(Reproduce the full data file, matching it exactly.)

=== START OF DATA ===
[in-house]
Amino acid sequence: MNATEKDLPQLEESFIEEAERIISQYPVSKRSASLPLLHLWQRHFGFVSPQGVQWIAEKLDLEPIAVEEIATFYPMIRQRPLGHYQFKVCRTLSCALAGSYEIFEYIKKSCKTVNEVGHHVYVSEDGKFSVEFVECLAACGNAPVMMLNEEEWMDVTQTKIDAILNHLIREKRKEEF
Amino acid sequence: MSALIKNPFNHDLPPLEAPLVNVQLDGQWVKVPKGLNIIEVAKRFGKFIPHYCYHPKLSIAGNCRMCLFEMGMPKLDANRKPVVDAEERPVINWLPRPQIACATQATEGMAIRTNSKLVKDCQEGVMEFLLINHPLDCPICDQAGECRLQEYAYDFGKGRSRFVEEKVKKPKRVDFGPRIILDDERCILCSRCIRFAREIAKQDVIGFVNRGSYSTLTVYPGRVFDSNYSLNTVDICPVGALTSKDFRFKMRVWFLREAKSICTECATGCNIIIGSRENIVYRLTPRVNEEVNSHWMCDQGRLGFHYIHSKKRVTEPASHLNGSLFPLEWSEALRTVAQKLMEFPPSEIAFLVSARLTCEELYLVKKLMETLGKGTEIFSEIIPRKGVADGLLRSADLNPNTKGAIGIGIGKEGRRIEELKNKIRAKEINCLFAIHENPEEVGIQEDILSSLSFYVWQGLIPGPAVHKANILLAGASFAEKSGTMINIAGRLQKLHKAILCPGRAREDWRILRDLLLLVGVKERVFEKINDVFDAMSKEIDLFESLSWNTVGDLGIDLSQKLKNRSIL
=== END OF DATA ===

[in-house]
Amino acid sequence: MNATEKDLPQLEESFIEEAERIISQYPVSKRSASLPLLHLWQRHFGFVSPQGVQWIAEKLDLEPIAVEEIATFYPMIRQRPLGHYQFKVCRTLSCALAGSYEIFEYIKKSCKTVNEVGHHVYVSEDGKFSVEFVECLAACGNAPVMMLNEEEWMDVTQTKIDAILNHLIREKRKEEF
Amino acid sequence: MSALIKNPFNHDLPPLEAPLVNVQLDGQWVKVPKGLNIIEVAKRFGKFIPHYCYHPKLSIAGNCRMCLFEMGMPKLDANRKPVVDAEERPVINWLPRPQIACATQATEGMAIRTNSKLVKDCQEGVMEFLLINHPLDCPICDQAGECRLQEYAYDFGKGRSRFVEEKVKKPKRVDFGPRIILDDERCILCSRCIRFAREIAKQDVIGFVNRGSYSTLTVYPGRVFDSNYSLNTVDICPVGALTSKDFRFKMRVWFLREAKSICTECATGCNIIIGSRENIVYRLTPRVNEEVNSHWMCDQGRLGFHYIHSKKRVTEPASHLNGSLFPLEWSEALRTVAQKLMEFPPSEIAFLVSARLTCEELYLVKKLMETLGKGTEIFSEIIPRKGVADGLLRSADLNPNTKGAIGIGIGKEGRRIEELKNKIRAKEINCLFAIHENPEEVGIQEDILSSLSFYVWQGLIPGPAVHKANILLAGASFAEKSGTMINIAGRLQKLHKAILCPGRAREDWRILRDLLLLVGVKERVFEKINDVFDAMSKEIDLFESLSWNTVGDLGIDLSQKLKNRSIL